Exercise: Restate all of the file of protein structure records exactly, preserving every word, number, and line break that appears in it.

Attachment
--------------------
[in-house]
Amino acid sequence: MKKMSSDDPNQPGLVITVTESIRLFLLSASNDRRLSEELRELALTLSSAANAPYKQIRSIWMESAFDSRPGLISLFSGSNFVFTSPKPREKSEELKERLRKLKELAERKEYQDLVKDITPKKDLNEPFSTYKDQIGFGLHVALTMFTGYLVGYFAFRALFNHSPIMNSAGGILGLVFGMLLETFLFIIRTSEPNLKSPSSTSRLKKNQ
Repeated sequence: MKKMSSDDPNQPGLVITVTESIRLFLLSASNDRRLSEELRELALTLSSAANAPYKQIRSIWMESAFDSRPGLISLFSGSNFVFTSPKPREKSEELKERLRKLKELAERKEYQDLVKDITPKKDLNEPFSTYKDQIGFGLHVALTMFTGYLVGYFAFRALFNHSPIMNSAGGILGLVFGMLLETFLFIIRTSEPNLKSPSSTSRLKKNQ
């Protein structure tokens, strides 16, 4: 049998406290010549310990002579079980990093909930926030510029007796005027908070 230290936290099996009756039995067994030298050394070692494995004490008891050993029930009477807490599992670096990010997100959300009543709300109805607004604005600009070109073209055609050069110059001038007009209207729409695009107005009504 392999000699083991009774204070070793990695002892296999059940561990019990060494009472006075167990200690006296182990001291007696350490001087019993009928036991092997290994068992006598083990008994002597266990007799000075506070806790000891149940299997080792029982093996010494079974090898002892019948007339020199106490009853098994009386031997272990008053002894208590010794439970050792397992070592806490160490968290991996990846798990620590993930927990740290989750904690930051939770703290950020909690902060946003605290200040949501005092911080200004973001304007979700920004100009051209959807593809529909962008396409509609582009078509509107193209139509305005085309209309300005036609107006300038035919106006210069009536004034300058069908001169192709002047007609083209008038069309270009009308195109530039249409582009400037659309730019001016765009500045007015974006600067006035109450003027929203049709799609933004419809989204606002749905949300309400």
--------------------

[in-house]
Amino acid sequence: MKKMSSDDPNQPGLVITVTESIRLFLLSASNDRRLSEELRELALTLSSAANAPYKQIRSIWMESAFDSRPGLISLFSGSNFVFTSPKPREKSEELKERLRKLKELAERKEYQDLVKDITPKKDLNEPFSTYKDQIGFGLHVALTMFTGYLVGYFAFRALFNHSPIMNSAGGILGLVFGMLLETFLFIIRTSEPNLKSPSSTSRLKKNQ
Repeated sequence: MKKMSSDDPNQPGLVITVTESIRLFLLSASNDRRLSEELRELALTLSSAANAPYKQIRSIWMESAFDSRPGLISLFSGSNFVFTSPKPREKSEELKERLRKLKELAERKEYQDLVKDITPKKDLNEPFSTYKDQIGFGLHVALTMFTGYLVGYFAFRALFNHSPIMNSAGGILGLVFGMLLETFLFIIRTSEPNLKSPSSTSRLKKNQ
């Protein structure tokens, strides 16, 4: 049998406290010549310990002579079980990093909930926030510029007796005027908070 230290936290099996009756039995067994030298050394070692494995004490008891050993029930009477807490599992670096990010997100959300009543709300109805607004604005600009070109073209055609050069110059001038007009209207729409695009107005009504 392999000699083991009774204070070793990695002892296999059940561990019990060494009472006075167990200690006296182990001291007696350490001087019993009928036991092997290994068992006598083990008994002597266990007799000075506070806790000891149940299997080792029982093996010494079974090898002892019948007339020199106490009853098994009386031997272990008053002894208590010794439970050792397992070592806490160490968290991996990846798990620590993930927990740290989750904690930051939770703290950020909690902060946003605290200040949501005092911080200004973001304007979700920004100009051209959807593809529909962008396409509609582009078509509107193209139509305005085309209309300005036609107006300038035919106006210069009536004034300058069908001169192709002047007609083209008038069309270009009308195109530039249409582009400037659309730019001016765009500045007015974006600067006035109450003027929203049709799609933004419809989204606002749905949300309400």